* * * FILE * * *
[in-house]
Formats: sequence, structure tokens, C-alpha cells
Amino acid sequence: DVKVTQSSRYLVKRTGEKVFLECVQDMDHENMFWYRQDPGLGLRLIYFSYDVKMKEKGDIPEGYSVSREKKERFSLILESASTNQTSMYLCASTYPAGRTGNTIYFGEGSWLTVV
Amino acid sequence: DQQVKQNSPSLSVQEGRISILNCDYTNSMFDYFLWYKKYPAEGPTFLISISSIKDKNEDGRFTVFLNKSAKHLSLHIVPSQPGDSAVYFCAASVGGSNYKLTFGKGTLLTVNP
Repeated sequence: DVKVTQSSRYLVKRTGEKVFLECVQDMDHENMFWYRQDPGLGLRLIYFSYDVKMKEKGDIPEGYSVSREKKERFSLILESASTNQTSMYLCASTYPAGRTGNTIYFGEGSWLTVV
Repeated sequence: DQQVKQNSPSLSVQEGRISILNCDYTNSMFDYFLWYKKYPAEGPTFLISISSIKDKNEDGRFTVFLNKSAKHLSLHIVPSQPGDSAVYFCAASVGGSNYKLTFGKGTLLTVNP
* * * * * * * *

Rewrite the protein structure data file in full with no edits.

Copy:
[in-house]
Formats: sequence, structure tokens, C-alpha cells
Amino acid sequence: DVKVTQSSRYLVKRTGEKVFLECVQDMDHENMFWYRQDPGLGLRLIYFSYDVKMKEKGDIPEGYSVSREKKERFSLILESASTNQTSMYLCASTYPAGRTGNTIYFGEGSWLTVV
Amino acid sequence: DQQVKQNSPSLSVQEGRISILNCDYTNSMFDYFLWYKKYPAEGPTFLISISSIKDKNEDGRFTVFLNKSAKHLSLHIVPSQPGDSAVYFCAASVGGSNYKLTFGKGTLLTVNP
Repeated sequence: DVKVTQSSRYLVKRTGEKVFLECVQDMDHENMFWYRQDPGLGLRLIYFSYDVKMKEKGDIPEGYSVSREKKERFSLILESASTNQTSMYLCASTYPAGRTGNTIYFGEGSWLTVV
Repeated sequence: DQQVKQNSPSLSVQEGRISILNCDYTNSMFDYFLWYKKYPAEGPTFLISISSIKDKNEDGRFTVFLNKSAKHLSLHIVPSQPGDSAVYFCAASVGGSNYKLTFGKGTLLTVNP